All women growing up in India, South Asia, or anywhere in the world frankly; will remember in some form or the other that gentle girlhood admonishing, “Nice girls don’t do that.” I kept recalling that gently reasoned reproach as I watched Sharp Objects (you can catch it on Hotstar Premium). Adapted from the author of Gone Girl, Gillian Flynn’s debut novel Sharp Objects has been directed by Jean-Marc Vallée, who has my heart since he gave us Big Little Lies. It stars the multiple-Oscar nominee Amy Adams, who delivers a searing performance as Camille Preaker; and Patricia Clarkson, who is magnetic as the dominating and dark Adora Crellin. As an actress myself, it felt great to watch a show driven by its female performers.

The series is woven around a troubled, alcohol-dependent, self-harming, female journalist Camille (single and in her thirties incidentally) who returns to the small town of her birth and childhood, Wind Gap, Missouri, to report on two similarly gruesome murders of teenage girls. While the series is a murder mystery, it equally delves into the psychology, not just of the principal characters, but also of the town, and thus a culture as a whole.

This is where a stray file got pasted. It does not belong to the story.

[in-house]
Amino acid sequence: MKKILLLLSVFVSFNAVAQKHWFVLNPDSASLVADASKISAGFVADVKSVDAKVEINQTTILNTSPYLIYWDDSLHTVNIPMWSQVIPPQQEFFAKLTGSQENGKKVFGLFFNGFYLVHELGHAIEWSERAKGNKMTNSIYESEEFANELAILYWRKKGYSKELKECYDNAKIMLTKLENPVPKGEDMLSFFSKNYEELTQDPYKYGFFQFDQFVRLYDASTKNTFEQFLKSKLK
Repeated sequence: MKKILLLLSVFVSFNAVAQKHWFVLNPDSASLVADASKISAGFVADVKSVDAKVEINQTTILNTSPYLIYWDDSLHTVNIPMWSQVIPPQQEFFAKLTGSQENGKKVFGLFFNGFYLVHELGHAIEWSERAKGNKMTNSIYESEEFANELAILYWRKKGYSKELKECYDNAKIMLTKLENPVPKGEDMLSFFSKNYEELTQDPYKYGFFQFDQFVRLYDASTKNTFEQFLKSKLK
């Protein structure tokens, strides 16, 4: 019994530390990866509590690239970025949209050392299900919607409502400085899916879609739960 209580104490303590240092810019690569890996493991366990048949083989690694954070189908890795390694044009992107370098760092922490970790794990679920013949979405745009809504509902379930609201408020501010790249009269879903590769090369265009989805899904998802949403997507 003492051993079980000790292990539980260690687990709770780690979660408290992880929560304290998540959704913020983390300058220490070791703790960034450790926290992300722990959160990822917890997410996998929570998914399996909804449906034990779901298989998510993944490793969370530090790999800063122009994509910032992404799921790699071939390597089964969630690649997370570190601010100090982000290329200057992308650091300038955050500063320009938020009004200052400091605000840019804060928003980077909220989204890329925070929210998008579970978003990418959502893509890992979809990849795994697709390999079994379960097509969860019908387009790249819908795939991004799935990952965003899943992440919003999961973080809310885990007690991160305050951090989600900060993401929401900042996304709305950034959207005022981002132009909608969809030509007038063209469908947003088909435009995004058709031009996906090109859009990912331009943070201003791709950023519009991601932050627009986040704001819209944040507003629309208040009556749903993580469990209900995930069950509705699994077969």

There is a lot that impresses in Sharp Objects — the manner in which the storytelling gently unwraps a plot that is dark, disturbing and shocking, the stellar and crafty control that Jean-Marc Vallée exercises on his narrative, the cinematography that is fluid and still manages to suggest that something sinister lurks within Wind Gap, the editing which keeps this narrative languid yet sharp and consistently evokes a haunting sensation.

Sharp Objects is also liberating (apart from its positive performance on Bechdel parameters) as content — for female actors and for audiences in giving us female centric and female driven shows that do not bear the burden of providing either role-models or even uplifting messages. 

Instead, it presents a world where women are dangerous and dysfunctional but very real — a world where women are neither pure victims, nor pure aggressors. A world where they occupy the grey areas, complex and contradictory as agents in a power play, in which they control some reigns too.